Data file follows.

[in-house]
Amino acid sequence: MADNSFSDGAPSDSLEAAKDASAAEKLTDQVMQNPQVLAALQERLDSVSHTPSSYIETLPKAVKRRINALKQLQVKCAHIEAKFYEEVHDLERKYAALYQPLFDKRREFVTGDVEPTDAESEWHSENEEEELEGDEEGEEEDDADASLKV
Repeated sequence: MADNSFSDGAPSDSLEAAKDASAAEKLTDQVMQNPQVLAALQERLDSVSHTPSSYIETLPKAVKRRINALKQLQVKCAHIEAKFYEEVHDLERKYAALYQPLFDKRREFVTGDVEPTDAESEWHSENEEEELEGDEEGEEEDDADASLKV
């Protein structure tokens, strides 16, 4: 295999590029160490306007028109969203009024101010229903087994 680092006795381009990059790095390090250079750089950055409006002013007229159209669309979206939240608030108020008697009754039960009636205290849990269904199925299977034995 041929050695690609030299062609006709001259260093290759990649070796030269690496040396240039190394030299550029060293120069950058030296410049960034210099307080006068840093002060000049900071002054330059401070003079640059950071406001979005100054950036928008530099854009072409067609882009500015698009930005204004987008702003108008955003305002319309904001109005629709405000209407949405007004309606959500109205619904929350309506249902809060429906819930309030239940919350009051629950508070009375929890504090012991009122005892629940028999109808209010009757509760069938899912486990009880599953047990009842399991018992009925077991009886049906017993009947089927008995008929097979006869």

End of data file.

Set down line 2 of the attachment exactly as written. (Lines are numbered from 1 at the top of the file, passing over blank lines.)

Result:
Amino acid sequence: MADNSFSDGAPSDSLEAAKDASAAEKLTDQVMQNPQVLAALQERLDSVSHTPSSYIETLPKAVKRRINALKQLQVKCAHIEAKFYEEVHDLERKYAALYQPLFDKRREFVTGDVEPTDAESEWHSENEEEELEGDEEGEEEDDADASLKV